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Early Music Missouri presents “The Evolving Cello: Sonatas & Sinfonia by Italian Virtuosi”
May 24 @ 7:00 pm - 9:00 pm MDT$20
Early Music Missouri brings a concert of Italian Baroque music to San Miguel Chapel. “The Evolving Cello: Sonatas & Sinfonias by Italian Virtuosi” features music by the first generation of cello virtuosi, offering an entertaining and enlightening look at some of the musicians who determined the future of the cello.
The performance will feature Baroque cellist Stephanie Hunt supported by lutenist Jeffrey Noonan on theorbo. Playing reproductions of historical instruments, the duo offers a fascinating program to listeners, combining the sound of historical instruments with the historical acoustic of San Miguel Chapel. Featured composers include some of the most accomplished cellists of the Baroque era. In their lifetimes, these performers toured across Europe, acclaimed as international superstars, yet few modern listeners know their names or music.
The concert presents several works by Giovanni Bononcini, an international figure recognized for his cello playing and his operas. In fact, when he resided in London, Bononcini’s operas were considered the equal of Handel’s. The works of Giuseppe Dall’Abaco and Antonio Vandini survive principally in manuscripts and only recently have been performed for modern listeners. Their demanding music demonstrates the experimental nature of their approach to this new instrument. Perhaps the only composer on the program known to modern audiences, Benedetto Marcello primarily composed vocal music, but his six cello sonatas remain the music most popular with modern players and listeners.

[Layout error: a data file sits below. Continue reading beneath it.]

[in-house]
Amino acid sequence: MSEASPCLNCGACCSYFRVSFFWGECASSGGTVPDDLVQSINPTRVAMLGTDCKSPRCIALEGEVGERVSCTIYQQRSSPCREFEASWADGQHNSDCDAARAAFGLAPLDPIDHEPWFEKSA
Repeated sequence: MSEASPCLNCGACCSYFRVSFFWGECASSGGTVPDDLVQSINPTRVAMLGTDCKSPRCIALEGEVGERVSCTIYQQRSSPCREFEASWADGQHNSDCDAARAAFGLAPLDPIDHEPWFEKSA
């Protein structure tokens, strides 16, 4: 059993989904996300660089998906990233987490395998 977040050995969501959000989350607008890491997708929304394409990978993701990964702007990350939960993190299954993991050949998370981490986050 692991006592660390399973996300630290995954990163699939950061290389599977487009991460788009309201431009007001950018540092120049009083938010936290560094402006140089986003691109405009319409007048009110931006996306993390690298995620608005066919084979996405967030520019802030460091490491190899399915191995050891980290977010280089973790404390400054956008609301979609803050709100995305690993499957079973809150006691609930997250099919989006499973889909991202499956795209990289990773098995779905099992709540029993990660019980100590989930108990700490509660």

Stephanie and Jeff have performed together for many years in a number of Early Music ensembles based in the Midwest. These include La petite brise, a trio featuring repertoire for Baroque flute and Passione ed Harmonie, a Baroque string ensemble. They premiered this cello program in early 2022 in St. Louis on the Early Music Missouri concert series and have since performed it in various venues, including concerts in Cincinnati and Louisville. This concert is the duo’s first appearance in Santa Fe.
With the development of new strings and a smaller body, the late 17th-century cello became essentially a new instrument. Following the model of virtuosic violinists, a generation of cellists born in the last third of the century created a repertoire that expanded the instrument’s range, technique and voice. This program shines a light on these overlooked composers and confirms the primacy of Italian cello virtuosi in this era. Works on the program include two sinfonia by Giovanni Bononcini as well as one sonata each by the little-known Dall’Abaco and Vandini. In addition, the program also features a favorite of Suzuki teachers and students, Marcello’s Sonata II in E Minor.
San Miguel Chapel is the centerpiece of El Barrio de Analco National Register Historic District in Santa Fe, New Mexico. Constructed in the early 17th Century, San Miguel Chapel has seen use by both Spanish and Indigenous communities since. While the community still uses San Miguel for religious services, it has become an important performance venue in Santa Fe, hosting a wide range of concerts and recitals. The intimate space and gorgeous acoustic is ideal for Early Music performance.